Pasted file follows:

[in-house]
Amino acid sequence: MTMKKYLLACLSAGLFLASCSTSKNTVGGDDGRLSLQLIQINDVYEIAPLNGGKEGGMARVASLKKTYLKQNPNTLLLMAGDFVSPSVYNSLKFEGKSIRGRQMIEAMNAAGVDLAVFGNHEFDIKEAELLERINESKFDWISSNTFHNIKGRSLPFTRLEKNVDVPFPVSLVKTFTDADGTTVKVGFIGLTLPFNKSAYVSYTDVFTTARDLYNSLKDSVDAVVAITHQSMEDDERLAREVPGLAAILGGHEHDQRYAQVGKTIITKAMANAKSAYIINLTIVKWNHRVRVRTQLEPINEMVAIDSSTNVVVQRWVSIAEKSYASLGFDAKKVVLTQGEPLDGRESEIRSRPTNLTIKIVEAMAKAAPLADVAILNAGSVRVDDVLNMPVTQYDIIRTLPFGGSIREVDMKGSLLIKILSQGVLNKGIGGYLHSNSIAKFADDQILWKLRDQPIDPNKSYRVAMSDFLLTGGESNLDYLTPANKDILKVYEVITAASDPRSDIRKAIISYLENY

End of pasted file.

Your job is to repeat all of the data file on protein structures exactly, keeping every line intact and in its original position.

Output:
[in-house]
Amino acid sequence: MTMKKYLLACLSAGLFLASCSTSKNTVGGDDGRLSLQLIQINDVYEIAPLNGGKEGGMARVASLKKTYLKQNPNTLLLMAGDFVSPSVYNSLKFEGKSIRGRQMIEAMNAAGVDLAVFGNHEFDIKEAELLERINESKFDWISSNTFHNIKGRSLPFTRLEKNVDVPFPVSLVKTFTDADGTTVKVGFIGLTLPFNKSAYVSYTDVFTTARDLYNSLKDSVDAVVAITHQSMEDDERLAREVPGLAAILGGHEHDQRYAQVGKTIITKAMANAKSAYIINLTIVKWNHRVRVRTQLEPINEMVAIDSSTNVVVQRWVSIAEKSYASLGFDAKKVVLTQGEPLDGRESEIRSRPTNLTIKIVEAMAKAAPLADVAILNAGSVRVDDVLNMPVTQYDIIRTLPFGGSIREVDMKGSLLIKILSQGVLNKGIGGYLHSNSIAKFADDQILWKLRDQPIDPNKSYRVAMSDFLLTGGESNLDYLTPANKDILKVYEVITAASDPRSDIRKAIISYLENY